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Archive for March 5th, 2010

Column: There’s Hope Obama Might Get 9/11 Trial Right With Military Commission

Steven Levin, a defense  attorney with the law firm Levin & Gallagher, is a former Assistant U.S. Attorney. Prior to that, he served on active duty for seven years in the United States Army as a defense counsel, an appellate attorney and a trial attorney.

Steve Levin

Steve Levin

By Steven Levin

Finally, there is hope that the Obama Administration will get it right.

In overruling the Attorney General’s short-sighted and misguided decision to send Khalid Sheikh Mohammed (KSM) to a civilian court in New York City, the White House will have acknowledged at least two things that those of us with military and federal government experience have long known.

First, the US Armed Forces has a proven history of fairly and effectively conducting military commissions. Second, the federal courts are not the optimal venue for trying alien enemy combatants who are captured while committing acts of war against our country.

By now, many of us are familiar with the long tradition of military commissions, which dates back to the 1780 trial of Major John Andre, who conspired with Benedict Arnold during the Revolutionary War.

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There’s Hope Obama Admin. Could Get 9/11 Trial Right

Finally, there is hope that the Obama Administration will get it right. In overruling the Attorney General’s short-sighted and misguided decision to send Khalid Sheikh Mohammed (KSM) to a civilian court in New York City, the White House will have acknowledged at least two things that those of us with military and federal government experience have long known.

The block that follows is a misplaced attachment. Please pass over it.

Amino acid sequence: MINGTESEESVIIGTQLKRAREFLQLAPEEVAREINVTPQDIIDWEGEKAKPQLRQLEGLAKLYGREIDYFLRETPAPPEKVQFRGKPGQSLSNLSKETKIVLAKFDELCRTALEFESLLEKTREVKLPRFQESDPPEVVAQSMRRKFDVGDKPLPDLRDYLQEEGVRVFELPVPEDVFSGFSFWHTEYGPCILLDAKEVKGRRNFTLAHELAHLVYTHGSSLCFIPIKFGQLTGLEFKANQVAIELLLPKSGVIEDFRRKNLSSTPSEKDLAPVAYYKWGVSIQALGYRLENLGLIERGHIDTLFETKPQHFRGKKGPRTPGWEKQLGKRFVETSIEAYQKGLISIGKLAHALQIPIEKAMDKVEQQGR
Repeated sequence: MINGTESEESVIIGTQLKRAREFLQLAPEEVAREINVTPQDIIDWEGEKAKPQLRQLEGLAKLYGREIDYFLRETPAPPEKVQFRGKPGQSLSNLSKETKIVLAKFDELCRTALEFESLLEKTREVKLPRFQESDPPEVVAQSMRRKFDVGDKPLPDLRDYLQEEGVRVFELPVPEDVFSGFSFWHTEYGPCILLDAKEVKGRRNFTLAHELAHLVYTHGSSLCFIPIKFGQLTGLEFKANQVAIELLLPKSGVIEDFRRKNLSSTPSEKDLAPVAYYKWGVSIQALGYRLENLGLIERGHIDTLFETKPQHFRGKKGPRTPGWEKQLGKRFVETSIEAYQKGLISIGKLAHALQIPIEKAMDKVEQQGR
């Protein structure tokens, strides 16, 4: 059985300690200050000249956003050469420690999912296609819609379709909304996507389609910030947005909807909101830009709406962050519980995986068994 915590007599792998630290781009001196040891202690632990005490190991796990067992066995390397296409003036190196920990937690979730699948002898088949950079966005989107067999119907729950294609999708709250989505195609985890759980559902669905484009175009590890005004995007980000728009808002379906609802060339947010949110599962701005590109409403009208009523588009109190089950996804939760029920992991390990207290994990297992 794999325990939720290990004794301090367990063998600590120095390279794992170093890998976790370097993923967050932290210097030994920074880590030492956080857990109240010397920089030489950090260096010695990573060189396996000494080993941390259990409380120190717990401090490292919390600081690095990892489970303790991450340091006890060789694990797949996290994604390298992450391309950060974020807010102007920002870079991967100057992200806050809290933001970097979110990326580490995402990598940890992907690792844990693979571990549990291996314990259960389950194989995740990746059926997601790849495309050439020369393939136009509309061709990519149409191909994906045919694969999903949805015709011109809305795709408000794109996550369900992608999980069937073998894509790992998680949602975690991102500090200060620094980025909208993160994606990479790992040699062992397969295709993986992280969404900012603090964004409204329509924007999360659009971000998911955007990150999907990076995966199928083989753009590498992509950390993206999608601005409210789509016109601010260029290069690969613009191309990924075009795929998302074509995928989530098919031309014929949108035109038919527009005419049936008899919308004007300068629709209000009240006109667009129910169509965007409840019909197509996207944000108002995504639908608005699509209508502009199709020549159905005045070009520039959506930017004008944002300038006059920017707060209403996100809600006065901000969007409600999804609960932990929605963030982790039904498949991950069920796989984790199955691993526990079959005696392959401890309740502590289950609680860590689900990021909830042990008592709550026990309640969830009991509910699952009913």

First, the US Armed Forces has a proven history of fairly and effectively conducting military commissions. Second, the federal courts are not the optimal venue for trying alien enemy combatants who are captured while committing acts of war against our country.

By now, many of us are familiar with the long tradition of military commissions, which dates back to the 1780 trial of Major John Andre, who conspired with Benedict Arnold during the Revolutionary War.

Interestingly, the Army’s Judge Advocate General commissioned artist Don Stivers to memorialize this event, then known as a Board of Inquiry or Board of Officers, in his 1998 Limited Edition Print, entitled, “You Sir, Are A Spy.” Both my copy of the print and Major Andre were promptly hanged.

Though he might still be executed today, MAJ Andre would have considerably more protections afforded him by the Military Commissions Act (MCA).

Notwithstanding the constant claims by various organizations that the MCA provides few procedural protections, the reality is just the opposite.